That’s why travel moments already start at the moment someone dreams of traveling and last until the trip actually begins. Google states that every micro-moment can be categorized into four travel moments:
- I-want-to-get-away moments (dreaming moments): the moment people discover the destinations they want to go to, without knowing if they are actually going to book something. This phase focuses on finding inspiration.
- Time-to-make-a-plan moments (planning moments): A destination has been chosen and people are looking for more travel information: which days are they traveling, finding the right flight, a nice place to stay, etc. This phase is all about discovering brands.
- Let’s-book-it moments (booking moments): the research has ended and people are ready to book their flight and their stay.
- Can’t-wait-to-explore moments (experiencing moments): when the trip is finally there, people are looking for how to enrich their travel. They book activities that complete their dream vacation.
Sterc’s travel moments
At Sterc, we’ve dived deep into Google’s travel moments, and there was one thing we noticed: what happens during and after the trip? How do they experience their stay, what are people looking for, and has this trip created preferences for the next vacation? That’s why we’ve decided to expand Google’s travel moments.
Looking at inbound marketing principles, where you offer relevant information to your target audience to attract them to your organization, you want to focus on the customer in every step of the journey. That’s why we’ve created extra moments that are necessary within this industry:
Bij Sterc hebben we daarom naast de dreaming, planning, booking en experiencing moments, nog wat extra momenten bedacht die zeker op de industrie van toepassing zijn:
- The-moment moments (staying moments): The actual stay at a hotel, camping, region, island, parc or culture. The staying moments can be divided into three smaller moments:
- Arrival moments: when arriving at their destination, people can look for the reception, where they can park their car, and if they can store their luggage before they are allowed into their room.
- Staying moments: the actual stay. This is where people discover what they can actually do during their stay. Questions can be: what activities does this place offer? Who can I ask my questions? How does the jacuzzi work? Where can I get a taxi? This is where local SEO comes in.
- Departure moments: when you leave your accomodation, you have some final questions: where do I need to leave my keys? How late does my transfer to the airport leave?
- Fully-charged moments (afterwards moments): after your stay, you’re fully charged and ready to get back to work again. Still, you find yourself looking back at that great travel you just experienced. At this moment, the guest is in a happy state-of-mind, and you can use this to your advantage by sending the guest an email asking for a review.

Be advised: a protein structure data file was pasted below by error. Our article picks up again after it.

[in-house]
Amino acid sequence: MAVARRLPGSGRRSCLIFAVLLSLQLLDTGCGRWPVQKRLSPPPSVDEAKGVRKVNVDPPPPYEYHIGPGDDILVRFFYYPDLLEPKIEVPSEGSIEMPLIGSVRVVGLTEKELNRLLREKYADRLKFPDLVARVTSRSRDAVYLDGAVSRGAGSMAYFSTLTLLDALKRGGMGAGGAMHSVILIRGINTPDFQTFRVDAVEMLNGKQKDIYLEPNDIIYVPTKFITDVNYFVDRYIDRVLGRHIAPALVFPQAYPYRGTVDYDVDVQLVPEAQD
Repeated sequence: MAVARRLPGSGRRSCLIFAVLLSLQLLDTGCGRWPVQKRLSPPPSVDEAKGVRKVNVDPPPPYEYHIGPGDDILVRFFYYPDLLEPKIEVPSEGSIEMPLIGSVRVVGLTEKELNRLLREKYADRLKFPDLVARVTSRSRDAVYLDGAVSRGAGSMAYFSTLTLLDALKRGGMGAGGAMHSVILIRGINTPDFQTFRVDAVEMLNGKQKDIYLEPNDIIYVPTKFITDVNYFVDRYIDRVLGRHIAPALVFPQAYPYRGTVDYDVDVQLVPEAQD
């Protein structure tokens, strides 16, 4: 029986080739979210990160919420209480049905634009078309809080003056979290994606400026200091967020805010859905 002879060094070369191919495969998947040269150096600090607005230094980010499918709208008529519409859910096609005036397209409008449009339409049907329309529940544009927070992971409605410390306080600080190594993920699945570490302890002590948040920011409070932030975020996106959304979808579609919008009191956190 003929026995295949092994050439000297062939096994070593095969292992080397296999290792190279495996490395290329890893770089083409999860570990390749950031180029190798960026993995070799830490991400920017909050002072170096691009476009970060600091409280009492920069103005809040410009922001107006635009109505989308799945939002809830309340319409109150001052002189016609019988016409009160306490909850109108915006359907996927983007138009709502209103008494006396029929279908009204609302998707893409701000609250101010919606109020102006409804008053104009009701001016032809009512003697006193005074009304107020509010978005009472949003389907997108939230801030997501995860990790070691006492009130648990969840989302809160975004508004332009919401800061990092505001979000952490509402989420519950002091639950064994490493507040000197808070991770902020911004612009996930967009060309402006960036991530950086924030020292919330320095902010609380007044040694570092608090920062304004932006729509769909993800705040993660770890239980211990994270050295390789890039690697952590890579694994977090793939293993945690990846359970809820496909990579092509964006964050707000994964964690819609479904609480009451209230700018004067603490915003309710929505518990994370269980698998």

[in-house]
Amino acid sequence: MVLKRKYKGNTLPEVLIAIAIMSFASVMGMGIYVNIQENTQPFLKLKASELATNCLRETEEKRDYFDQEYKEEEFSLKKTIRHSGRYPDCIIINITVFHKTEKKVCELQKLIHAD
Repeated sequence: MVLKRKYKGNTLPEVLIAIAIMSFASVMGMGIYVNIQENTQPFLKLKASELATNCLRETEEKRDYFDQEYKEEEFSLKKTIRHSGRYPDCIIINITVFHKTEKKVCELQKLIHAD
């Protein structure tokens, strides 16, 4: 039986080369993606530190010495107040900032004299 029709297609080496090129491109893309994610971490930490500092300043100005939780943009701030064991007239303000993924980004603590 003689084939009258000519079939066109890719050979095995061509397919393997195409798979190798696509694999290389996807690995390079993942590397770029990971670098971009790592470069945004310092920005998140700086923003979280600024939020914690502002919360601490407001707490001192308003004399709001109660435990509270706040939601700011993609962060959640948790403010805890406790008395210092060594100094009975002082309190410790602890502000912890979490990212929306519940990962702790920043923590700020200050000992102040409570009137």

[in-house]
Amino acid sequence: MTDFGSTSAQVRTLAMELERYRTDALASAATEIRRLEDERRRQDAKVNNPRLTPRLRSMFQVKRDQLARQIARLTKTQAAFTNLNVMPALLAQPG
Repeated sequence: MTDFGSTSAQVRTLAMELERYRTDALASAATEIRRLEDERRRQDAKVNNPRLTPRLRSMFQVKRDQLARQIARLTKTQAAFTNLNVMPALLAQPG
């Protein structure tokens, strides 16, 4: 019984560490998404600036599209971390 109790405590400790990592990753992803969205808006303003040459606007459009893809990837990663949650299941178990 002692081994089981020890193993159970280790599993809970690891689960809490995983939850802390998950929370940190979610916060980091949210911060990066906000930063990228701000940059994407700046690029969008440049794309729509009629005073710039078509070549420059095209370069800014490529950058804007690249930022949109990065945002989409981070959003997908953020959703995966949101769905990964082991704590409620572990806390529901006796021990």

- I-need-to-tell-everyone moments (sharing moments): the stay was so great, this person wants everyone to know about it. This is where you can turn your guest into a true ambassador of your brand. Where can they leave a review? Can they book their next stay with you already? Do you offer them a discount for their next stay in other locations?
As you might have noticed, we use Google’s travel moments the same way as we use the experience journey. That’s how you not only focus on the questions and needs of the customer before their stay, but also during and after. And you as a marketer can use this information to help your customers and guests in every step of their journey.
Create your own micro-moments strategy
Although micro-moments happen in a few milliseconds, these are unique contact moments marketers and organizations need to be relevant. Your organization needs to answer the questions of your customers, the moment they pick up their phone to look for it. Before you know it, the micro-moment is over. And with that, your change to attract the customer to you. When you focus on every micro-moment throughout the journey, you can offer an extraordinary experience to your customer. But how do you get started?
To get noticed during a micro-moment, it’s crucial that you are relevant. The moment people pick up their phone to search for something, 65% instantly looks at the most relevant information, no matter the brand that offers this³. To be relevant in a micro-moment, Google says you need to ‘be there, be useful, and be quick’. They give the following explanation for this strategy:
- Be there: use the micro-moments to your advantage and constantly focus on it so you are there to help the customer further.
- Be useful: 65% of people search for relevant information. You need to make sure that you show the right answer or help people find the information.
- Be quick: micro-moment are fast. Mobile users want to know, go, do or buy instantly. So you need to offer them a flawless experience.
For each step, you can use several channels and content to bring your strategy to life.
Most micro-moments happen on a phone. That’s why it’s vital to offer a good mobile experience. This does not only mean having a mobile-friendly website, but you need to be visible in mobile search results. 1 in 3 smartphone users has purchased something from another brand than they first intended, because the brand offered the information they were looking for in that moment³. When we at Sterc look at our customers, we see that mobile visits to web platforms in the travel industry is above 60%, tablet is between 10-15%, and the rest visits via desktop.
Want to learn more about mobile and how you can use this device?